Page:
- The Washington Times - Thursday, February 18, 2010

NBCs coverage of the Vancouver Olympics has been dismissed as overproduced, jingoistic and predictable, but despite the criticism, the network is scoring big with viewers — including a rare ratings victory Wednesday night over “American Idol.”

And it wasn’t even close: Wednesday night’s Olympics, according to Nielsen Medias overnight numbers, drew 30.1 million viewers to 18.4 million for “Idol.”

It’s the first time in six years anything has beaten “Idol,” and that may have as much to do with the rock-star appeal of snowboarder Shaun White as it does with the Games. But NBC’s ratings have been stronger than expected all week.

The opening ceremonies on Friday topped 30 million viewers, and ratings since have been about 25 percent higher than the 2006 Torino Games. NBC easily won every night until running into “Idol” on Tuesday.

But Wednesday’s Olympics broadcast featured live coverage of superstar White’s tour-de-force in the halfpipe and taped coverage of Lindsey Vonn’s gut-wrenching gold-medal downhill run.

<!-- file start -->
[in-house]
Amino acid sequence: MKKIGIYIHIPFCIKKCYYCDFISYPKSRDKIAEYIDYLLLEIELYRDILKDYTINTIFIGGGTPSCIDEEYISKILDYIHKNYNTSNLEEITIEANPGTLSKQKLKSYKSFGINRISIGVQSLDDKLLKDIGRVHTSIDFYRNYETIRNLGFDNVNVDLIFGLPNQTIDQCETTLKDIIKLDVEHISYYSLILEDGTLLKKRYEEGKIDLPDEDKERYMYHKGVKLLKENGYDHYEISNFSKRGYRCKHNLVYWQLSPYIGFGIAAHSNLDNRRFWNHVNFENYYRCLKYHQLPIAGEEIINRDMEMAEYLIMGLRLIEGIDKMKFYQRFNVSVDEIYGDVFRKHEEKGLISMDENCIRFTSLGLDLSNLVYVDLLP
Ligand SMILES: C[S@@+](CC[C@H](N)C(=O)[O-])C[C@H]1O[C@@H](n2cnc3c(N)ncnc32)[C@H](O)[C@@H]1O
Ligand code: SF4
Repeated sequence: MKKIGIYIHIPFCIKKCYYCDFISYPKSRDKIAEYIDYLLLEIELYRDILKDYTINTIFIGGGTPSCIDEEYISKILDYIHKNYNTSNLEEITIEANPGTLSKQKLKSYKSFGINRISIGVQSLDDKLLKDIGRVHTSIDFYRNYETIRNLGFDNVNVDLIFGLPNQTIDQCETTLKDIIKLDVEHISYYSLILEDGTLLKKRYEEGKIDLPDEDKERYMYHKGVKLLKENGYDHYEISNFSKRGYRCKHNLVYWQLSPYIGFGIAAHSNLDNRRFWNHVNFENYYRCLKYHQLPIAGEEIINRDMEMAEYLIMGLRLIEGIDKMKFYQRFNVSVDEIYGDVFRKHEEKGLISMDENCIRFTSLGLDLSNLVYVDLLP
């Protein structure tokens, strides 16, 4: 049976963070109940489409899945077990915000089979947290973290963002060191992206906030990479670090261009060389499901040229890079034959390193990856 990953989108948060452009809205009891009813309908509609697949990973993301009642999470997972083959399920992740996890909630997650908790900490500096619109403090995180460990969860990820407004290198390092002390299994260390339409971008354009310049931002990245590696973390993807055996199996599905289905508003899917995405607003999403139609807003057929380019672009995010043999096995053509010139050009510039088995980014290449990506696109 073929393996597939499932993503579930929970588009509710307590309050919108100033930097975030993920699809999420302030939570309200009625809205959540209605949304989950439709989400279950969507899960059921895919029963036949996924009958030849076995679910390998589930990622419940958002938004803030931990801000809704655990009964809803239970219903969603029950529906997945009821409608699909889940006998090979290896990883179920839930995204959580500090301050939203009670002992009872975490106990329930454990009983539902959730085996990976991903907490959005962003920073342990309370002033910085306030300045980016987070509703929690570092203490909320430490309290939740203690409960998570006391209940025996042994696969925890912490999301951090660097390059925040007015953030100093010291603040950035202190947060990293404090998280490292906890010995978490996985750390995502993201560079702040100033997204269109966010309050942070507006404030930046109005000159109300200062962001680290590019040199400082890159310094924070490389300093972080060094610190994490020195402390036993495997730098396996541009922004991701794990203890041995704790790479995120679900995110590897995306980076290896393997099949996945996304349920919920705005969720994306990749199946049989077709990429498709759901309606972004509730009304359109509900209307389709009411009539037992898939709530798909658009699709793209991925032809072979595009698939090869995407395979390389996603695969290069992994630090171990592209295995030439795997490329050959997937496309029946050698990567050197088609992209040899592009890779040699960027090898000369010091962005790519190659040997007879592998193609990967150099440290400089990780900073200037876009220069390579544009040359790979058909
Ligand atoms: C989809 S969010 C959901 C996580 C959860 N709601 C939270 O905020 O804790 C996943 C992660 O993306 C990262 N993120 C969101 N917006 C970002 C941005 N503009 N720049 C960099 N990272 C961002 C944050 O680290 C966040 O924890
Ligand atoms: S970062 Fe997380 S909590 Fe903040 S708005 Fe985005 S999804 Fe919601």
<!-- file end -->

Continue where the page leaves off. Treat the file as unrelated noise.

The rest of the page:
NBC has taken some heat for its overly polished taped packages, but Vonn’s run was worth watching no matter how much lard Costas and company slathered on.

NBC built up to Vonn’s courageous run by showing viewers what Vonn had to beat: teammate Julie Mancuso’s silver-medal run and the dangerous mountain itself. The broadcast included extraordinary footage of a string of spectacular crashes by other skiers.

And after a week of speculation about Vonn’s injured right shin, viewers could see for themselves the pain the gold-medalist was in when she whooshed across the finish line on one ski.

But the night’s star — and undoubtedly the key to the blockbuster ratings — was White, who is to snowboarding and winter sports what Tiger was a few years back to golf.

The hugely talented redhead is redefining his sport and attracts a hip California surfer dude demographic that probably couldn’t have cared less about winter sports before.

Before the Vancouver Games, there was talk of banning White’s signature move, the double cork. White made that twisting, spinning, midair spectacle look utterly effortless on Wednesday night, but it’s the gold-plated ratings that will quell any future talk of putting the brakes on White and his gravity-defying cohorts.

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